There’s a famous saying in baseball, that pennants can’t be won in April, yet they can most certainly be lost, and after just four weeks of the 2018 season an alarming number of teams are doing their best to prove this old adage true.

The Chicago White Sox, Cincinnati Reds, Miami Marlins, and Kansas City Royals have all made horrific starts this season, however none of which are as far off the pace as the slumping Baltimore Orioles (6-18 record) who will wake up Thursday morning a staggering 12.5 games behind the AL East leading Boston Red Sox.

Despite 138 games still remaining, this gap will not be closed. Further, with three teams in the American League not leading their division and still possessing records over .600, the two wildcards appear all but out of reach too. Quite frankly, from a playoff aspiration perspective, the season is already over.

While the 6-18 record to start the season is concerning, the 4-19 record to close out 2017 must also not be forgotten. Combining the two, the Orioles have lost 37 of their last 47 games – a feat no team in baseball comes even remotely close to ‘achieving’.

During this stretch we’ve seen it all, all too often. The starting pitching is far too inconsistent, even despite the exciting results Dylan Bundy is achieving. On the rare occasion a starter can produce the goods, they’re seldom backed by an embarrassingly one-dimensional offense which truly does live and die by the long ball. The bullpen and defense, which between 2012 and 2016 were two massive strengths of this team, have capitulated. Once reliable relievers now operate on a Jekyll and Hyde type basis, while the defense has more holes in it that a slice of Swiss cheese.

The fans are no longer attending in masses, with 2018 on pace to be the worst attended season in Camden Yards’ history – by far.

The farm, while showing some signs of improvement in recent years, is still one of the worst ranked in baseball and there’s only a handful of prospects on the horizon who may be capable of adding some improvement to the big league team in coming years.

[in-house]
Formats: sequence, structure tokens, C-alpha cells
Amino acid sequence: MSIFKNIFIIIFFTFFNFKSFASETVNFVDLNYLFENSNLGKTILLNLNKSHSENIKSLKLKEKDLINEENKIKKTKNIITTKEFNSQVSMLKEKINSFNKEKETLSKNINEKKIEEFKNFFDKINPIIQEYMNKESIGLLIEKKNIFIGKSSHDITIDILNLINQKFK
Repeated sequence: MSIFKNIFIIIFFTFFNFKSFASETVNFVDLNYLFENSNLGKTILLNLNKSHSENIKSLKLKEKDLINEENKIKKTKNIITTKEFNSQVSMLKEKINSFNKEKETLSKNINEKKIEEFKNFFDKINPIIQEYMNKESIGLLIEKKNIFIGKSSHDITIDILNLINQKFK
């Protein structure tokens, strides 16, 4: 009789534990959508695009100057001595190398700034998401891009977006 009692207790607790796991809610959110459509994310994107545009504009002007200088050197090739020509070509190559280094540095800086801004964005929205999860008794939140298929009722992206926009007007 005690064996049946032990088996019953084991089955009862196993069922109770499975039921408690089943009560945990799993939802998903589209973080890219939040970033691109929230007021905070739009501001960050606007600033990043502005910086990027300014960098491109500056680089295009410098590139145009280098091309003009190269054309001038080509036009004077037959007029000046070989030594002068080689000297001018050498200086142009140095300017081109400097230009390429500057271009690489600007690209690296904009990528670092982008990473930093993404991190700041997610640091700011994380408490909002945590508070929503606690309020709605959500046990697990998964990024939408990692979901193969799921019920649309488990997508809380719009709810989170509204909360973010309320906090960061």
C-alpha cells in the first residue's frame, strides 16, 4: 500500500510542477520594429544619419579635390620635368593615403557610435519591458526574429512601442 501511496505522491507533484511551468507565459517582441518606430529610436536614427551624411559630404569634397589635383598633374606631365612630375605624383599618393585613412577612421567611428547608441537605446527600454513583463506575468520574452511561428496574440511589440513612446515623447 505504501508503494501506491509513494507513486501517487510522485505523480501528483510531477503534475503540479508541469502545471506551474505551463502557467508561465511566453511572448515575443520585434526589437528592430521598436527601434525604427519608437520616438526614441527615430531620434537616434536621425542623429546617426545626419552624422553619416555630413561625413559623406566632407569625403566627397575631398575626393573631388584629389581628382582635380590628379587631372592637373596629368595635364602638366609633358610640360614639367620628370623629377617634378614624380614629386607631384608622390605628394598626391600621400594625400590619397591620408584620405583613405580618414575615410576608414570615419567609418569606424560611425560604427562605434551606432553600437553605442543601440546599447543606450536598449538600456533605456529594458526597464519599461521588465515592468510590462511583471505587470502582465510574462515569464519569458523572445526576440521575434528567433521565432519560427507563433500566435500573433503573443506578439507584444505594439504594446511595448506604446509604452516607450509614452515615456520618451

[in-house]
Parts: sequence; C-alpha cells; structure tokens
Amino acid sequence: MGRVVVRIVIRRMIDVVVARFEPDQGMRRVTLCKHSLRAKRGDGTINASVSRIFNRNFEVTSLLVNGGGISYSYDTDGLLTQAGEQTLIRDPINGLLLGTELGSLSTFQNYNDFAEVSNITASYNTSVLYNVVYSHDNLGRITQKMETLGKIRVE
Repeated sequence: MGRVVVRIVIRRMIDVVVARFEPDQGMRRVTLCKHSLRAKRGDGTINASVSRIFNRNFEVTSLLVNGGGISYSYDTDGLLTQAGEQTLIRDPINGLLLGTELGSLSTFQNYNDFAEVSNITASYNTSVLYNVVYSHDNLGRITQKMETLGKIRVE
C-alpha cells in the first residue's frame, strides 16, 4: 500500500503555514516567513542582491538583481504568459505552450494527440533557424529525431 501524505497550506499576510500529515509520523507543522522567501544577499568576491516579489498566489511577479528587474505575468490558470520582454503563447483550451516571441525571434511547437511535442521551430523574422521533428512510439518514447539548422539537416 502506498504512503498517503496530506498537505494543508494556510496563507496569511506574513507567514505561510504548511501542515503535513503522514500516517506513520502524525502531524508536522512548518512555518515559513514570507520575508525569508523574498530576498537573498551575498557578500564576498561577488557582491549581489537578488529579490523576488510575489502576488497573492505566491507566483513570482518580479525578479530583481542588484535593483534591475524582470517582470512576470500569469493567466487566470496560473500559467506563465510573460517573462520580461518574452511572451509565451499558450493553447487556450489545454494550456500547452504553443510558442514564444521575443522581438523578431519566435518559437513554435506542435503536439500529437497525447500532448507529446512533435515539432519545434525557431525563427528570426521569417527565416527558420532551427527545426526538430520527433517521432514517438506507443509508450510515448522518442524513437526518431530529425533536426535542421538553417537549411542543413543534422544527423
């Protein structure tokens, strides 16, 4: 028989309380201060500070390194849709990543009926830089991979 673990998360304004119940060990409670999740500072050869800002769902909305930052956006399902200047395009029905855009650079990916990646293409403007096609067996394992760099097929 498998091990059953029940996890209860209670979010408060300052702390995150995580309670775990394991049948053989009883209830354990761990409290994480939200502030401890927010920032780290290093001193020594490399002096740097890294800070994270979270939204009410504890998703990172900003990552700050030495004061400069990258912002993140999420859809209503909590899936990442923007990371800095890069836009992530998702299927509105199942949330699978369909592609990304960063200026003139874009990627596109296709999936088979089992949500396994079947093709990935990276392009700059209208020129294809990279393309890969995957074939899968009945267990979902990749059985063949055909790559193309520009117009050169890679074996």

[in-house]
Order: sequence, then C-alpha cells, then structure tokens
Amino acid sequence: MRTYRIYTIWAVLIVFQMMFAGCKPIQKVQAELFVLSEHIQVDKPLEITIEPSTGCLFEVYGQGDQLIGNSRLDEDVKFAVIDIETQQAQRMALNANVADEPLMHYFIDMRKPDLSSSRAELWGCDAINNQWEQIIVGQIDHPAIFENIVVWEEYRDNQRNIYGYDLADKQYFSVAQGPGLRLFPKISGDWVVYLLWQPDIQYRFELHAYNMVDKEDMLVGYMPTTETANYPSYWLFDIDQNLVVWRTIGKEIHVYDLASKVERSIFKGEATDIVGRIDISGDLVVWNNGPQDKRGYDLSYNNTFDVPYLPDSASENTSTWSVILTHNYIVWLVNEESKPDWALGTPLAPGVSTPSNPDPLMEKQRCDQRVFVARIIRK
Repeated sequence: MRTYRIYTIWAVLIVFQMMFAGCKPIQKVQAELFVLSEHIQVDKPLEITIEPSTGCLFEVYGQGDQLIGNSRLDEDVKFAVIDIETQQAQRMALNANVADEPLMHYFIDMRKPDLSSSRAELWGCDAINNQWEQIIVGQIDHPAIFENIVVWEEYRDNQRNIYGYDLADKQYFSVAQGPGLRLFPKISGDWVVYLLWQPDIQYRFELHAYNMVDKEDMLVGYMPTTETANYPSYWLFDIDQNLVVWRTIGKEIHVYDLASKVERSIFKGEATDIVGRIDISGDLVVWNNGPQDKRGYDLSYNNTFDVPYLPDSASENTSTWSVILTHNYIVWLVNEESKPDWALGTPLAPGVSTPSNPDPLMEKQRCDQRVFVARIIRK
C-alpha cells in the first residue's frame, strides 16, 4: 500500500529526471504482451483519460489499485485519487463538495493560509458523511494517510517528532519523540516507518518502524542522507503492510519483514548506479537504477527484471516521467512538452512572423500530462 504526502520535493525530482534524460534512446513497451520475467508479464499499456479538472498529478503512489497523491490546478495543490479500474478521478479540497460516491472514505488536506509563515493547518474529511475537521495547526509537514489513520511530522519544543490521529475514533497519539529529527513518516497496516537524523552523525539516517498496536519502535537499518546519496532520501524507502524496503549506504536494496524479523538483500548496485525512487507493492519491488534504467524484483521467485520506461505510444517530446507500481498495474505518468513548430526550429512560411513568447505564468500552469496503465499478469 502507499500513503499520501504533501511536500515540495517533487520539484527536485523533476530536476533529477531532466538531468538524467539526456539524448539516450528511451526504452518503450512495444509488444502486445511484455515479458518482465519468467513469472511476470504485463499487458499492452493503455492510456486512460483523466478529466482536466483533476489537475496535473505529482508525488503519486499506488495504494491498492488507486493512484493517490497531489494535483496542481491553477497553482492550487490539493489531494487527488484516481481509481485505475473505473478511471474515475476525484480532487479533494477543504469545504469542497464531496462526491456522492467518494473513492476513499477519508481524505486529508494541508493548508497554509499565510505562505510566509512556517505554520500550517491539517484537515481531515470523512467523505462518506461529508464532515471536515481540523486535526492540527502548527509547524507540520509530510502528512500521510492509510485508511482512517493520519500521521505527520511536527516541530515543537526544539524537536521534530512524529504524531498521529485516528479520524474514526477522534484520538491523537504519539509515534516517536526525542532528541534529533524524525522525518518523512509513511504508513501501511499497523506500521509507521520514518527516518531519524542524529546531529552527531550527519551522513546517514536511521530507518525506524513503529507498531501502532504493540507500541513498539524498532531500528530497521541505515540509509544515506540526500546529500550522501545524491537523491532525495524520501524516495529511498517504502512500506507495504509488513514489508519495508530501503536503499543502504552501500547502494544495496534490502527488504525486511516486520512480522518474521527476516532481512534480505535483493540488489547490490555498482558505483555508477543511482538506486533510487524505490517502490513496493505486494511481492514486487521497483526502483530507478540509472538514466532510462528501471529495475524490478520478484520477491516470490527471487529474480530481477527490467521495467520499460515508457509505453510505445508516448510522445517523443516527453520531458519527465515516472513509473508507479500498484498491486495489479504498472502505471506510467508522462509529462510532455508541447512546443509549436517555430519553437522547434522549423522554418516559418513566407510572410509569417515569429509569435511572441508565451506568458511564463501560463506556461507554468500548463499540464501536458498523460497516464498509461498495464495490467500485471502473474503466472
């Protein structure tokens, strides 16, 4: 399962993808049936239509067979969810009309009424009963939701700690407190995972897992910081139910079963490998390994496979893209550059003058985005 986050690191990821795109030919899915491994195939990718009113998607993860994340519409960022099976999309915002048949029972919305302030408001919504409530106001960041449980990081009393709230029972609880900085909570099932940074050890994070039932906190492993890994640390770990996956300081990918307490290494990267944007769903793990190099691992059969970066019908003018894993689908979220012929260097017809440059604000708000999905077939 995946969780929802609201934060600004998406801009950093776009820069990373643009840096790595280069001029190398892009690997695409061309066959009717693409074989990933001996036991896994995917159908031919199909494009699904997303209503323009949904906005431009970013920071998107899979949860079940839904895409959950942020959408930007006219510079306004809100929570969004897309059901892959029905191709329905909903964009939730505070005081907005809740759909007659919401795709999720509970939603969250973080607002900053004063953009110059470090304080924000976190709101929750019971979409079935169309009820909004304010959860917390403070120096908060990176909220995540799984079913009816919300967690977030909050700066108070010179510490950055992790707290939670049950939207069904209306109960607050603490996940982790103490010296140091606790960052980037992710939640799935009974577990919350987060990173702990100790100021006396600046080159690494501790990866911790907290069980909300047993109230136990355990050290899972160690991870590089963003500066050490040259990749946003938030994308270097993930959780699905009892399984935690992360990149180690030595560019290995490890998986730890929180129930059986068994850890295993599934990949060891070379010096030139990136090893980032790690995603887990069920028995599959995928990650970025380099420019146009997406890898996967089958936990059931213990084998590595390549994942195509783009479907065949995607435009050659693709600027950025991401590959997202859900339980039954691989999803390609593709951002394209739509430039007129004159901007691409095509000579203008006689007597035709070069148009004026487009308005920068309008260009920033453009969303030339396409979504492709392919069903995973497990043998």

All in all, the organization is in a pretty chaotic state and sadly – for the passionate, devoted, success-starved fans – the dark ages of pre-2012 have returned with venom.

Despite such an abundance of failures, mismanagement, and missed opportunities, it seems nobody is being held accountable in Baltimore, and the mainstream media – which we know has had press passes stripped off them in years prior – don’t appear to be brave enough to ask the tough questions.

Why isn’t General Manager Dan Duquette being quizzed over so many failed pitching signings and acquisitions in recent years? (i.e. Ubaldo Jimenez, Yovanni Gallardo, Jeremy Hellickson, Wade Miley, etc.)

Why hasn’t anyone probed deeper into the ‘ones that got away’ and continue to perform well elsewhere? (i.e. Nelson Cruz, Nick Markakis, Gerardo Parra, Andrew Miller, etc.)

Why isn’t Pitching Coach Roger McDowell being quizzed about the alarming decline in performance from Chris Tillman since the start of last year, or the continued inconsistency of Kevin Gausman and almost the entire bullpen?

Why isn’t Scott Coolbaugh being quizzed over the massive decline in production from Chris Davis and Mark Trumbo in recent years, or his inability to turn their form around?

Why have the likes of Mike Wright, Tyler Wilson, TJ McFarland, Craig Gentry, and others continually received more opportunities in recent years than any other Major League ballclub would allow?

Why was the decision made to rush back Alex Cobb when clearly he is under-prepared and now suffering a complete lack of confidence?

Why have so many players with obvious potential gone on to succeed elsewhere after their time in Baltimore has come to an end? (i.e. Jake Arrieta, Zach Davies, Parker Bridwell, etc.)

Why haven’t/didn’t/aren’t first round draft picks of recent years developed/developing as expected? (i.e. Josh Hart 2013, D.J. Stewart 2015, Cody Sedlock 2016)

Why weren’t extension talks held with Adam Jones, Jonathan Schoop, or Zach Britton over the winter months?

Why wasn’t Manny Machado traded last June when the time was right? Or at the very least, when will serious discussions start occurring with other clubs this season, before it’s too late and he walks as a free agent after the season concludes?

The fan base is beyond frustrated with the results and they fear what the future holds. Baltimoreans love their baseball team and grew to love the return to winning ways in 2012-2016. They don’t want to experience another run of 14 consecutive losing seasons.

The fans want answers and they’re not getting them. They want to see someone held accountable for this current mess, and they want more transparency in knowing what the plans are going forward. If a rebuild is on the cards, they want to know. They want to understand. They want to be involved and want to go along for the ride.

Until these tough questions are asked, key decisions made, and the coaching staff and front office is held to account, the frustration will continue and the stands will remain empty.